Pentecost is the Greek word for 50.  It comes 50 days after Easter but it has its roots in a much older Jewish Festival called Shavuot, a Jewish Festival - Shavuot, the Feast of Weeks.  In the book of Leviticus, there are two first fruit festivals - one for barley, harvested on the day after the first sabbath after passover - i.e. the day Jesus rose again at Easter.  And one festival to the first fruits of wheat 50 days later

Paul said in Colossians 2:16-17 that the Jewish feasts and celebrations were a shadow of the things to come through Jesus Christ. As Easter fulfils Passover so Pentecost fulfills Shavuot.  It's exciting to delve deep into these ancient traditions and see how Jesus fulfilled all the promise of the old covenant and continues to do so in our lives today.


The Glory of the Lord is seen in the Old Testament as manifest in fire.  God shows himself to Moses in the burning bush,  A pillar of fire leads the people of Israel through the wilderness, God is present in fire on Mt Sinai at the giving of the Law and the glory of the Lord fills the temple with smoke in Isaiah… but there is no mention of this glory in the second temple - the promise given in Haggai that the glory of the second house will be greater than the first is only fulfilled at Pentecost.


Shavuot was originally a festival for expressing thankfulness to the Lord for the blessing of the harvest.  It was at the beginning of the wheat harvest and the harvest of fruits - when the first bit was like a guarantee of what was to comeAnd because it occurred at the conclusion of the Passover, it acquired the name "Latter Firstfruits." How appropriate that on this day when the first fruits of the harvest were brought to the temple, the first fruits of a spiritual harvest were also seen in 3000 people being baptised Christians.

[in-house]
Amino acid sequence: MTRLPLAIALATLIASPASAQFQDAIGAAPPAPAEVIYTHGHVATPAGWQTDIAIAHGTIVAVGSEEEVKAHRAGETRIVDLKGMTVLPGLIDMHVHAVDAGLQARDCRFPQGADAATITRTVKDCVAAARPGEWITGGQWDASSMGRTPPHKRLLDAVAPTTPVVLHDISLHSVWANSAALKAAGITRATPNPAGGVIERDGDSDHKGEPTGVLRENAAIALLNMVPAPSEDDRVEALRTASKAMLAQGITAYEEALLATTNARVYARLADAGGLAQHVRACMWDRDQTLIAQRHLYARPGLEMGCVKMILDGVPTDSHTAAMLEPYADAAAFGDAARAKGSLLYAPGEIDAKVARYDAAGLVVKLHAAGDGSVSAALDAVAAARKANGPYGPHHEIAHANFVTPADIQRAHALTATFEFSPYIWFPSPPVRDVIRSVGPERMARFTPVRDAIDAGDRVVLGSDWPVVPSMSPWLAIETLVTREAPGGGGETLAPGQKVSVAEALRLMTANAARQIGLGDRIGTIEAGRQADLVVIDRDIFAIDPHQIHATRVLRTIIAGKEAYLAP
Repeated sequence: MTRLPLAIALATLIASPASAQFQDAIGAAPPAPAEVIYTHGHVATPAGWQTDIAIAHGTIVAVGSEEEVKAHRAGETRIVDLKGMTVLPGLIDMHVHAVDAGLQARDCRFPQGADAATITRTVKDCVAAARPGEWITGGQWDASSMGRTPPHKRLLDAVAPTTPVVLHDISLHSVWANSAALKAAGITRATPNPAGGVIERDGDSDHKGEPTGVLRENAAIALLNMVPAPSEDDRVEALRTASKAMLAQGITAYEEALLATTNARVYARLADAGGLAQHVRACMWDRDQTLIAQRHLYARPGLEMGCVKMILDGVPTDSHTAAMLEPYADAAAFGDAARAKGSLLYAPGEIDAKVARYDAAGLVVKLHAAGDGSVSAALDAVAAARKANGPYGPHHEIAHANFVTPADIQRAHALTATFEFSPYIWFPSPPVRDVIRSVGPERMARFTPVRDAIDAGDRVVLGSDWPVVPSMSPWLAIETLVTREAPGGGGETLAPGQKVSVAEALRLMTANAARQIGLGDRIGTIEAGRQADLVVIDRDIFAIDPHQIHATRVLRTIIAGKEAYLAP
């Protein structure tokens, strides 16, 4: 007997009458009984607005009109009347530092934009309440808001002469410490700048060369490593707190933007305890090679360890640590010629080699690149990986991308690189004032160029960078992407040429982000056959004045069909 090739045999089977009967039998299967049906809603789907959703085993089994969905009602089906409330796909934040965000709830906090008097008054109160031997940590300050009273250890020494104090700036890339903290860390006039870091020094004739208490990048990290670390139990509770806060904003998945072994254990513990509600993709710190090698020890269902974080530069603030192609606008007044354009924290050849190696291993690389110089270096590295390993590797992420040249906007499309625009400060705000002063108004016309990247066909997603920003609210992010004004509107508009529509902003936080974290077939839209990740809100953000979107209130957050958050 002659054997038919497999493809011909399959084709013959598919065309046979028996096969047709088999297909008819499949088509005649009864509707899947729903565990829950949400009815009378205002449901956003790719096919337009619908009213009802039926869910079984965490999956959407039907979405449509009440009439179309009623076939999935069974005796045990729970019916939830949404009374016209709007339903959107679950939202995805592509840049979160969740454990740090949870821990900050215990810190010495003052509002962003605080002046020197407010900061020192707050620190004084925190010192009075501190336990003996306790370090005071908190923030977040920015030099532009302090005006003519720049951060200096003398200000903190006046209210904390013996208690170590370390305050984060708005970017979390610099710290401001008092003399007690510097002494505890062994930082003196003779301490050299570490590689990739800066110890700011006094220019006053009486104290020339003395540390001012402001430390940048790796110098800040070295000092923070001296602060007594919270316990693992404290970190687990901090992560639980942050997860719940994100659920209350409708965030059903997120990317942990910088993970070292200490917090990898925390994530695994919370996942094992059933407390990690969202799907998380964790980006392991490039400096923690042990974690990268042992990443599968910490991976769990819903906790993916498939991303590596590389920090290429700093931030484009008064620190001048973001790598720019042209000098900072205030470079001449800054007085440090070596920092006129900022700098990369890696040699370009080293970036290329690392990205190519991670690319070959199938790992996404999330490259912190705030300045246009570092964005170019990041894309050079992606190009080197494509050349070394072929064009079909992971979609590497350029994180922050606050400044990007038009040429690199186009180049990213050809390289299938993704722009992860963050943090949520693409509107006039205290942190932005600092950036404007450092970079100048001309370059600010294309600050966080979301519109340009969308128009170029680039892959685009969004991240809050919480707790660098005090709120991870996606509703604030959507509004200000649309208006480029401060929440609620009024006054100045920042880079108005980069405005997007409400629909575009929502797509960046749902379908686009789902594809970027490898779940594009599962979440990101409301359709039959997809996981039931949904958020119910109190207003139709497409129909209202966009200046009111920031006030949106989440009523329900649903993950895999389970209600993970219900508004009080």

The celebration is also tied to the giving of the Ten Commandments and thus bears the name Matin Torah or "giving of the Law." Jews believe that it was exactly at this time that God gave the Torah to the people through Moses on Mount Sinai. Jews customarily eat dairy foods such as cheesecakes and cheese blitzes on Shavuot is that the Law was compared to "milk and honey" in the Bible.

Once again we see the Old Testament revealing a shadow of the things to come through Christ! After Moses went up to Mount Sinai, the Word of God was given to the Israelites On Tablets of stone.  But with the coming of the Spirit and Pentecost, the Torah is no longer on tablets of stone, but written on our hearts.  . When the Jews accepted the Torah, they entered into a covenant, they became God’s people Israel.  When the disciples received the gift, they became the people of the new covenant - the Church was born.

Throughout Jewish history, it has been customary to engage in all-night study of the Torah on the first evening of Shavuot. Children were encouraged to memorize Scripture and rewarded with treats. The book of Ruth was traditionally read during Shavuot. We had great fun retelling this story at our "Catching the Fire" celebration.And this foreshadows what happened at Pentecost for Ruth is not an Israelite - she is a Moabite - a foreigner who receives God’s law in her heart and becomes one of God’s people - and  at Pentecost God’s Word is given in many languages and is carried from that day on all over the world.​​​​​​​

The wonder of Pentecost is that God’s Spirit is no longer reserved for a few exceptional individuals - but comes to dwell in each person who seeks to follow Jesus

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